As public and commercial labs in San Diego and across the country race to get coronavirus test kits approved and out to providers, local officials stress there isn’t enough to go around.
So what does all this mean for you?
To put it simply: just because you want a test, doesn't mean you can get one.
Even if you show symptoms of the virus, officials now suggest only patients who need hospital treatment will know for sure whether it's the flu - or the coronavirus.
"We do not have the testing capacity to test every single individual who has symptoms,” said County Supervisor Nathan Fletcher to reporters Thursday. “We do not have the testing capacity at this time to test everyone who would like a test.”
It’s a situation local officials don’t predict will get better anytime soon.
“Everyone is frustrated that we don’t have all the tests that we would like to have at this time,” said San Diego County Medical Director of Epidemiology Dr. Eric McDonald to reporters on Wednesday. “We hope to have them in two to three weeks.”
In fact, McDonald told reporters he wants to change the public's mindset away from tests altogether.
“I want people to get out of the idea that you have to have a test to know what to do,” said McDonald.
He says if you have symptoms just stay at home, in isolation and away from others.
“You don’t need a test to do those things,” says McDonald.
But say you feel so sick you might need to go to the hospital, how do you get a test?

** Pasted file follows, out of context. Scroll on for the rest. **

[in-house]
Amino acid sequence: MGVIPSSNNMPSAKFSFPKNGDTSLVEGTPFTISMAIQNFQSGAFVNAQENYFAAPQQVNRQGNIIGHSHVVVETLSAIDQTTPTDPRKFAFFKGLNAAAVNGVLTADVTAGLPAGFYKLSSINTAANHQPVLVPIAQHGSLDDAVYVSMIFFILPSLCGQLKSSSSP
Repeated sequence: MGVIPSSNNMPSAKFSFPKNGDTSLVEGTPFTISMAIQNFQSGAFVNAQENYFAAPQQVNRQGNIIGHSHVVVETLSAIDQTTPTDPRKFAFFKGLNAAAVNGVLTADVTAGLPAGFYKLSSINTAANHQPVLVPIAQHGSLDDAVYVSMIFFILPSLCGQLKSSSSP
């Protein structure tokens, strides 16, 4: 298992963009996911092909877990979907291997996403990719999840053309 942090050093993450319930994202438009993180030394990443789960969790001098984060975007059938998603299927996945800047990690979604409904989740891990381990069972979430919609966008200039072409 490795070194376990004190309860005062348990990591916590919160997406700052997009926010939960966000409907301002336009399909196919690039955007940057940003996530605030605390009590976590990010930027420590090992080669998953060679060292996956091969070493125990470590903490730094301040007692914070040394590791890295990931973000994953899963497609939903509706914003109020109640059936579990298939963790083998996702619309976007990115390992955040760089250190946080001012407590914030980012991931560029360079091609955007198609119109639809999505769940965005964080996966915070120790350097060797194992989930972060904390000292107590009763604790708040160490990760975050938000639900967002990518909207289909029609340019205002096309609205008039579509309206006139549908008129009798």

There's no public list of testing locations.
So if you develop symptoms (a fever, cough or shortness of breath) call your provider.
You can find the number for the four largest providers in our county online, at 211SanDiego.org on the coronavirus information page.
While there are drive-through testing tents and so-called coronavirus cabanas set up outside some hospitals, county representatives caution they can't guarantee those test costs will be waived if they're outside your provider.
On Thursday, county officials reported the public health laboratory here in San Diego has 250 more test kits, but it's running low on the parts it needs to run all of those tests. Officials also say the lag time for commercial labs locally, indicate they are also running low.
While private and commercial labs are starting to test for the virus, the bulk of testing across the country is being handled by public health laboratories.
Our state has the lion's share of those labs - including one right here in San Diego.
As of Thursday, California has 22 public labs running test samples for COVID -19, including our local lab, with plans for more labs in the state to start testing soon. That's important to be able to get results sooner.
NBC 7 spoke over the phone with the spokesperson for the National Association of Public Health Laboratories. She says these labs were designed for disease control and surveillance. They were never meant for "mass-scale testing" like the kind President Trump offered the public.
Last Friday, the most recent day with reliable numbers, labs across the U.S. conducted more than 4.600 tests for the coronavirus.